Pete’s Dragon

Disney continues to bring new life to their old catalog, this time giving us a live-action version of their 1977 animated film, Pete’s Dragon.

Young Pete (Oakes Fegley) is stranded at age 5 after a car accident kills his parents. But after a dragon named Elliot befriends him and becomes his protector, he lives a happy life in the forest.

When a kind forest ranger, Grace (Bryce Dallas Howard), brings Pete out of the forest, Pete is confused by this different world. He is hospitalized for observation, which terrifies him. Eventually Grace takes him to her fiance’s home to stay while they work things out. While he’s happy to be with them, he misses Elliot even more. Grace’s father, played by Robert Redford, has been telling stories for years about the dragon he saw in the forest when he was younger. He believes that Pete may be telling the truth about the dragon.

Disaster and car chases ensue as Elliot’s existence becomes known and others try to capture him for their own gain. The “bad guy” here is an overly aggressive employee of the lumber company. His disregard for the careful use of trees lends a minor subtext to the story, which encourages environmental responsibility.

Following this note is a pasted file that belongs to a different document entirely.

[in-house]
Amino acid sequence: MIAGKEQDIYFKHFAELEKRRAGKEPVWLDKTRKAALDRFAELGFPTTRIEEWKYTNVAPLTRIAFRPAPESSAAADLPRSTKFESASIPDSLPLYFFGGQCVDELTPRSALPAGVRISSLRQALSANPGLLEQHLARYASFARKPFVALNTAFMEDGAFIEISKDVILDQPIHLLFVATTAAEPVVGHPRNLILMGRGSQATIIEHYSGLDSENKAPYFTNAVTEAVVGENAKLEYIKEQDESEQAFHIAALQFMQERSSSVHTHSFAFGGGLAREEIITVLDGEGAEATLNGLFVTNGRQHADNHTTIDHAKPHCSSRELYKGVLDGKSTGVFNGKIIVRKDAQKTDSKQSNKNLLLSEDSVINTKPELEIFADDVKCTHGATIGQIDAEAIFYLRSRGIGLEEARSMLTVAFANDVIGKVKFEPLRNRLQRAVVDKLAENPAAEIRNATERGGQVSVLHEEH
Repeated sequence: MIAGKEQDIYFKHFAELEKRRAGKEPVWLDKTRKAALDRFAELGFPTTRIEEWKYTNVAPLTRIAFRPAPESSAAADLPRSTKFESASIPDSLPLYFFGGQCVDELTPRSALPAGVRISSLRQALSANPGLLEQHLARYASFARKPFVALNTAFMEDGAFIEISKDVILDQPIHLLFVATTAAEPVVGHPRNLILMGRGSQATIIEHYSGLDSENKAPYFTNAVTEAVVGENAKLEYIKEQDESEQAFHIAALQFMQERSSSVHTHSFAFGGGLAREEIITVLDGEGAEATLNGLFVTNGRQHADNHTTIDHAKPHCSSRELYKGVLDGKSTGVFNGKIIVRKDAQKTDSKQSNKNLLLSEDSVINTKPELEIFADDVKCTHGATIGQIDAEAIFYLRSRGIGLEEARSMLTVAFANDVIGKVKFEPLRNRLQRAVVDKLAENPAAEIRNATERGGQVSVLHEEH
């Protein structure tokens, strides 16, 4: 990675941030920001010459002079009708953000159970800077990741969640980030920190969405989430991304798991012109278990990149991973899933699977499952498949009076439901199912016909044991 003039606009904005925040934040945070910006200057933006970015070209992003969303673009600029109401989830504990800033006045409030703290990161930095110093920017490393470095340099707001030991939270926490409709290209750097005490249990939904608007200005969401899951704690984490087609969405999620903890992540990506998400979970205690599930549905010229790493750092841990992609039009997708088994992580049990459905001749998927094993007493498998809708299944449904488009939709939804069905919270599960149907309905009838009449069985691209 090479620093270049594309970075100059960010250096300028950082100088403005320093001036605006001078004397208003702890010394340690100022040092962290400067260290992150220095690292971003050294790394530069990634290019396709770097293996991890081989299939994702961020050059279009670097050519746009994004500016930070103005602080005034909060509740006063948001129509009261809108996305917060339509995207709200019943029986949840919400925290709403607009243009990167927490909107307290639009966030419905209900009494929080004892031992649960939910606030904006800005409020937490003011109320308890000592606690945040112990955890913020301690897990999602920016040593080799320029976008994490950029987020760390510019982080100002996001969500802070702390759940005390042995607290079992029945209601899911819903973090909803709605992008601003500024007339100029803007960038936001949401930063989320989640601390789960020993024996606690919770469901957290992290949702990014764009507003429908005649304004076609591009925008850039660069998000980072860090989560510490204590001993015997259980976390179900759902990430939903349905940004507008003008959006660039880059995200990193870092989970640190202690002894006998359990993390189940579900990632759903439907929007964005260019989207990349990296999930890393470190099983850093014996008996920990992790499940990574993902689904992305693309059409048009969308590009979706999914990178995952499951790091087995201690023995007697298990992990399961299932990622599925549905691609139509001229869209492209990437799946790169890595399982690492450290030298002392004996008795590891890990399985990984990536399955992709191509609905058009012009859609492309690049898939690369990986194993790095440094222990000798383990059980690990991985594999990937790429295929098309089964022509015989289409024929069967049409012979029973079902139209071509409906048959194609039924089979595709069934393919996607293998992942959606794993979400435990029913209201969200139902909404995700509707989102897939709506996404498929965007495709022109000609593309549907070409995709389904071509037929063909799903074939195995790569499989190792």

The script is slower than many of today’s children’s movies, and it lacks the edgy humor so many animated films use to attract older fans. A few scenes might be a bit scary for younger or more sensitive children, such as the car accident at the beginning and a scene where it appears that others may have died.

However, there is a welcome, slightly old-fashioned sense of wonder and magic. Elliot is a nicely imagined computer-generated character, furry rather than scaly, and more prone to sneezes than fiery exhalations. The forest looks like an exciting place to explore and might encourage viewers to take a hike, literally.

Pete’s Dragon is a sweet family film that affirms the fragile and precious nature of life in all its forms.

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